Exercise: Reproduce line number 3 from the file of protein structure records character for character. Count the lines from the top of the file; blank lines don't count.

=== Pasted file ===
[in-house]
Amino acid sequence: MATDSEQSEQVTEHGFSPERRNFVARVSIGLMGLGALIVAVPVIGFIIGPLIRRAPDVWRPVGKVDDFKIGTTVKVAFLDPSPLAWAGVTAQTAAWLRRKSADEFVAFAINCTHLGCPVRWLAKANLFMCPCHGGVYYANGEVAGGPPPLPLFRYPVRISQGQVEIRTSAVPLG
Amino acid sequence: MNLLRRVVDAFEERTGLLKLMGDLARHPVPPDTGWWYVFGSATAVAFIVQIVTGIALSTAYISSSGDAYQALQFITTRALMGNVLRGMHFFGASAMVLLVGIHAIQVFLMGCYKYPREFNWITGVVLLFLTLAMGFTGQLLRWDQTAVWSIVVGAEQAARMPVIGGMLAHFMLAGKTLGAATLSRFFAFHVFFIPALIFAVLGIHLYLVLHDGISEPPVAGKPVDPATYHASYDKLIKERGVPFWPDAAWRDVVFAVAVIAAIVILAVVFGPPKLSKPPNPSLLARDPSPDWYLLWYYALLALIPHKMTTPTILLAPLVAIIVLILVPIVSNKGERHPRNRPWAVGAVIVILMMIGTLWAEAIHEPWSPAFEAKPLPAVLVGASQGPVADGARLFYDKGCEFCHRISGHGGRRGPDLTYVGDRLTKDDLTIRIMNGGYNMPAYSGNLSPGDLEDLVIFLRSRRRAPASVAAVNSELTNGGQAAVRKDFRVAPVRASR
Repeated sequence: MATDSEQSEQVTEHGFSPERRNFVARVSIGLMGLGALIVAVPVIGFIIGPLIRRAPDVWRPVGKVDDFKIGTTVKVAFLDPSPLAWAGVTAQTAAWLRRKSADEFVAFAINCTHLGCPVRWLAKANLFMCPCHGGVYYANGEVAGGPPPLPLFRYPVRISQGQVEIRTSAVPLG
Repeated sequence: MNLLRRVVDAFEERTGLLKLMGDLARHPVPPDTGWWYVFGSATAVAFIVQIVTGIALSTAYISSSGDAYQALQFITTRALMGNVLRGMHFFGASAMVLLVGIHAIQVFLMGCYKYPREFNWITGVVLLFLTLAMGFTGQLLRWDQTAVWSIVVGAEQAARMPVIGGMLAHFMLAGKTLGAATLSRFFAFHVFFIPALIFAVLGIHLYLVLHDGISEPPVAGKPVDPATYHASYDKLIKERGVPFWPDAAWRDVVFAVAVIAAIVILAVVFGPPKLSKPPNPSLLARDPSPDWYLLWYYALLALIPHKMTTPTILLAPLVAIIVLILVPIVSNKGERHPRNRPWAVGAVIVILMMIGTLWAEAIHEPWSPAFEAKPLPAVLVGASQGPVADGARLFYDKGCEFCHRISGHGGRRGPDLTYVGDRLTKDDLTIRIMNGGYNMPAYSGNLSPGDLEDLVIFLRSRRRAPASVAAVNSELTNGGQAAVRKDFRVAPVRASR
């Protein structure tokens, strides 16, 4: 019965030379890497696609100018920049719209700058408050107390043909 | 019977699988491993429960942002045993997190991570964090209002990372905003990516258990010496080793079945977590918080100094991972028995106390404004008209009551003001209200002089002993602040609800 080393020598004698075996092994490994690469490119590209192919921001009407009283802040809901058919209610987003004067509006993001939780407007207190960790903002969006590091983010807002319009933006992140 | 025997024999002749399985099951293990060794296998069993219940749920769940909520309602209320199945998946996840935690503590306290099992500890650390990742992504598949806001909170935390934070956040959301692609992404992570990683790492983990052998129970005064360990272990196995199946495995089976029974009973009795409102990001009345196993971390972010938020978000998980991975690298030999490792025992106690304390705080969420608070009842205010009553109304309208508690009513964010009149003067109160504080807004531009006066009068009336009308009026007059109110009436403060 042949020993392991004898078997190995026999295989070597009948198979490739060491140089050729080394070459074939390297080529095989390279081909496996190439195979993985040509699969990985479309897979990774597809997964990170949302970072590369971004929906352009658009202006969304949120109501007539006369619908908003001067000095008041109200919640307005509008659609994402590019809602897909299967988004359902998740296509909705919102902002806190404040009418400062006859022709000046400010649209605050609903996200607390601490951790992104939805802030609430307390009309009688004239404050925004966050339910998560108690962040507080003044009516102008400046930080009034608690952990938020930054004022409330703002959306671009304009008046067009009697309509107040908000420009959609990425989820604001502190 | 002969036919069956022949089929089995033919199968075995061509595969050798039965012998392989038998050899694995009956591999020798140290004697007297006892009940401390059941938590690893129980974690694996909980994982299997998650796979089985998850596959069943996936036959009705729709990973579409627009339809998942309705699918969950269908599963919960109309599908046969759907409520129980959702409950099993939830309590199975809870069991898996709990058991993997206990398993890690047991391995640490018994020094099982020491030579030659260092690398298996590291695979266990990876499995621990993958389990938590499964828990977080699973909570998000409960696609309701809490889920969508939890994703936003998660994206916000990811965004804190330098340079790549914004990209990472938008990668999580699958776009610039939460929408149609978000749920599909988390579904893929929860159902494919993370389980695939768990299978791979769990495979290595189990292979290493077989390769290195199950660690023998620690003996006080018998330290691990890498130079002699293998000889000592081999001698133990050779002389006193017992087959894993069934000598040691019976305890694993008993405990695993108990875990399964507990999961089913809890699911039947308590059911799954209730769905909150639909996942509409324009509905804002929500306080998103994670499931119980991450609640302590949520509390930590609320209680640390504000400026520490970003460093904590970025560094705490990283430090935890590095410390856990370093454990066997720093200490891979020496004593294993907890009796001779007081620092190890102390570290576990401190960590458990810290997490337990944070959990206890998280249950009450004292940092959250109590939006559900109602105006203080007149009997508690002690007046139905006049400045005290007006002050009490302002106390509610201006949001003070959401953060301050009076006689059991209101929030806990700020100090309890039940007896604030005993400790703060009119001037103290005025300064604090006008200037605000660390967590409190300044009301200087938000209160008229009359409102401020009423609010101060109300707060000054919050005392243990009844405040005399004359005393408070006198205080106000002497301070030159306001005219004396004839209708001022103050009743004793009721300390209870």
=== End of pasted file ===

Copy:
Amino acid sequence: MNLLRRVVDAFEERTGLLKLMGDLARHPVPPDTGWWYVFGSATAVAFIVQIVTGIALSTAYISSSGDAYQALQFITTRALMGNVLRGMHFFGASAMVLLVGIHAIQVFLMGCYKYPREFNWITGVVLLFLTLAMGFTGQLLRWDQTAVWSIVVGAEQAARMPVIGGMLAHFMLAGKTLGAATLSRFFAFHVFFIPALIFAVLGIHLYLVLHDGISEPPVAGKPVDPATYHASYDKLIKERGVPFWPDAAWRDVVFAVAVIAAIVILAVVFGPPKLSKPPNPSLLARDPSPDWYLLWYYALLALIPHKMTTPTILLAPLVAIIVLILVPIVSNKGERHPRNRPWAVGAVIVILMMIGTLWAEAIHEPWSPAFEAKPLPAVLVGASQGPVADGARLFYDKGCEFCHRISGHGGRRGPDLTYVGDRLTKDDLTIRIMNGGYNMPAYSGNLSPGDLEDLVIFLRSRRRAPASVAAVNSELTNGGQAAVRKDFRVAPVRASR